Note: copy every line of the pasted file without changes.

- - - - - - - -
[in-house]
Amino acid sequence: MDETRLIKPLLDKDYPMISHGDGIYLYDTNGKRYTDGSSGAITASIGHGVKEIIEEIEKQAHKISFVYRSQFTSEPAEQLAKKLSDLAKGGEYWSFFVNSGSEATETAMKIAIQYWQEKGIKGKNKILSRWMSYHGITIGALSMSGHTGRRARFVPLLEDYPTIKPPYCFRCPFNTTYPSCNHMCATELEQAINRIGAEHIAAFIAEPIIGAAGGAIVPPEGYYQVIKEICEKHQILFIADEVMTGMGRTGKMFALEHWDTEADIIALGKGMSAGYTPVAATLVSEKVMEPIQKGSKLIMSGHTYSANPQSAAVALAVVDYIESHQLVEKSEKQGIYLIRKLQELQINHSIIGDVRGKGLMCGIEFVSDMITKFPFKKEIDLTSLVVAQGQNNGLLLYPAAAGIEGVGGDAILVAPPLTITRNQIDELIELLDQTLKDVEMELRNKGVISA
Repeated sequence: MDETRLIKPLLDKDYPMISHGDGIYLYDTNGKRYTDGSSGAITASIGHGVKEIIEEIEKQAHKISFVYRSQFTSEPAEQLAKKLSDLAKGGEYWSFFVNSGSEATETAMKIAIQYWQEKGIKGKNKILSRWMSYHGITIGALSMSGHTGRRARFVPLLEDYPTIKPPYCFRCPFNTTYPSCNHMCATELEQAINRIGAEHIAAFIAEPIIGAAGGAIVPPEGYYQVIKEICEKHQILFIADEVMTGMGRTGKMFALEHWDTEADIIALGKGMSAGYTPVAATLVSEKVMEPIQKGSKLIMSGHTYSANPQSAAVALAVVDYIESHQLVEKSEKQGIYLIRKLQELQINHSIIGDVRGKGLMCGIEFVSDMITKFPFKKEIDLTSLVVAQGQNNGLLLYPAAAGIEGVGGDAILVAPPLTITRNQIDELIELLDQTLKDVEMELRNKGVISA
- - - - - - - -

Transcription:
[in-house]
Amino acid sequence: MDETRLIKPLLDKDYPMISHGDGIYLYDTNGKRYTDGSSGAITASIGHGVKEIIEEIEKQAHKISFVYRSQFTSEPAEQLAKKLSDLAKGGEYWSFFVNSGSEATETAMKIAIQYWQEKGIKGKNKILSRWMSYHGITIGALSMSGHTGRRARFVPLLEDYPTIKPPYCFRCPFNTTYPSCNHMCATELEQAINRIGAEHIAAFIAEPIIGAAGGAIVPPEGYYQVIKEICEKHQILFIADEVMTGMGRTGKMFALEHWDTEADIIALGKGMSAGYTPVAATLVSEKVMEPIQKGSKLIMSGHTYSANPQSAAVALAVVDYIESHQLVEKSEKQGIYLIRKLQELQINHSIIGDVRGKGLMCGIEFVSDMITKFPFKKEIDLTSLVVAQGQNNGLLLYPAAAGIEGVGGDAILVAPPLTITRNQIDELIELLDQTLKDVEMELRNKGVISA
Repeated sequence: MDETRLIKPLLDKDYPMISHGDGIYLYDTNGKRYTDGSSGAITASIGHGVKEIIEEIEKQAHKISFVYRSQFTSEPAEQLAKKLSDLAKGGEYWSFFVNSGSEATETAMKIAIQYWQEKGIKGKNKILSRWMSYHGITIGALSMSGHTGRRARFVPLLEDYPTIKPPYCFRCPFNTTYPSCNHMCATELEQAINRIGAEHIAAFIAEPIIGAAGGAIVPPEGYYQVIKEICEKHQILFIADEVMTGMGRTGKMFALEHWDTEADIIALGKGMSAGYTPVAATLVSEKVMEPIQKGSKLIMSGHTYSANPQSAAVALAVVDYIESHQLVEKSEKQGIYLIRKLQELQINHSIIGDVRGKGLMCGIEFVSDMITKFPFKKEIDLTSLVVAQGQNNGLLLYPAAAGIEGVGGDAILVAPPLTITRNQIDELIELLDQTLKDVEMELRNKGVISA